Two good class bungalows linked to $2.8b money laundering probe vacated
A large landed property near Orchard Road, which was previously leased to alleged money laundering offender Su Baolin, is back on the market at $120,000 a month.
The good class bungalow (GCB) in Nassim Road was advertised for rent on Oct 16. The hilltop five-bed, five-bath residence sits on 15,000 sq ft of land and features a swimming pool that snakes through most of the second floor.
Su Baolin, 41, a Cambodian national, was one of the 10 foreigners arrested on Aug 15 in a Commercial Affairs Department-led anti-money laundering operation that involved about 400 officers. The accused are all originally from China.
The Straits Times understands his family has left the property, which is less than 500m from the Shangri-La Singapore hotel. However, a red Ferrari and several Japanese MPVs were still parked there earlier this week.
Those interested in renting the property will need to agree to a two-year contract with a two-month security deposit. GCBs in the area typically cost around $50 million.
She said: “(The owner) is an investor-owner. He is not staying there, so definitely, he would want to rent (the house) out.”
But so far, no one has expressed interest in viewing the house, said Ms Quek, adding that the current property market is “a bit quiet”.
She said she was not involved when the property was leased to Su Baolin, who faces two forgery charges, and his wife Ma Ning.
Ma Ning also lives in Gramercy Park, a condominium in Grange Road, the registered address of Su Haijin.
Meanwhile, the GCB Su Haijin rented has also been vacated. The 32,000 sq ft property at Ewart Park was dubbed “KTV Central” by neighbours when the 40-year-old, who was also arrested in the operation, moved in around July 2021.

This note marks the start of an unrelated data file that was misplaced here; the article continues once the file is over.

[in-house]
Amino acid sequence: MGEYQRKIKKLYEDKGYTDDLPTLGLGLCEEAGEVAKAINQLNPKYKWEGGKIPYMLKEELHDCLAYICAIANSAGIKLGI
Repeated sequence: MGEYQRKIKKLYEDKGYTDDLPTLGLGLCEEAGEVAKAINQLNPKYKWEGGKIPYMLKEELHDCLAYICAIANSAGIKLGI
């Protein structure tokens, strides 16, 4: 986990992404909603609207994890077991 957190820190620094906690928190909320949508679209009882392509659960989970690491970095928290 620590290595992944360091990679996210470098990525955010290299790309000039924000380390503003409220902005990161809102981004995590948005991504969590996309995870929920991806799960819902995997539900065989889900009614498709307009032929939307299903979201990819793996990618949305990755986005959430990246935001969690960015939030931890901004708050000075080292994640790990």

“Before his arrest, he had visitors to the home almost every day,” said the domestic worker.
Su Haijin faces two charges - one for evading arrest, and another for possessing money from criminal offences.
A property report dated October 2021 showed the GCB previously commanded a rent of $100,000 a month.
Movers were also seen at another GCB in Bishopsgate. On Oct 18, The Straits Times saw items being removed from the 17,100 sq ft property, which was leased in 2020 at $150,000 a month.
The items, which included one pallet of around 50 bottles of Macallan 25 Years Sherry Oak whiskey, were loaded into an air-conditioned truck. Each bottle of the whiskey costs between $4,000 and $5,000.
The truck, which was escorted by a car, then travelled to Le Freeport Singapore, a high-security storage facility in Changi North Crescent, touted as the safest area in Singapore for wealth protection.
The wealthy are known to store fine art, precious gems and gold and silver there. According to its website, Le Freeport’s operations are conducted under the strict supervision of various government agencies.
Shin Min Daily News had reported on Friday that a number of other assets, including a Rolls-Royce and a Bentley, were also transported from the house.
Plain-clothes police officers were seen entering the house to conduct investigations. They remained there for about four hours.
Wang Ruiyan and two children were chauffeured to the house in a luxury vehicle while the police were there.
A 70-year-old man, who identified himself as Vang’s father, later stepped out of the property and said: “I’m very worried, but life still has to go on.”
The report noted that Vang’s family still lives in the house. His son and daughter are studying in international schools here and are tutored by a teacher who comes to the home.
Vang, a 42-year-old Turkish national, faces five charges - one for using a forged document, and the rest are related to money laundering.
Ms Christine Yu, a real estate agent for luxury homes, said there were fewer enquiries for GCBS from Chinese nationals compared to before August 2023.
“The market momentum has slowed down quite significantly. Landlords are also more realistic and negotiable on the (rental) pricing,” she added.
Mr Tony Fong, who is marketing a rental property in Ewart Park, said news of the money laundering probe has affected rentals and sales in the area.
He said: “The super rich don’t want to be associated with unwanted popularity... They want (to be) low key and low profile.”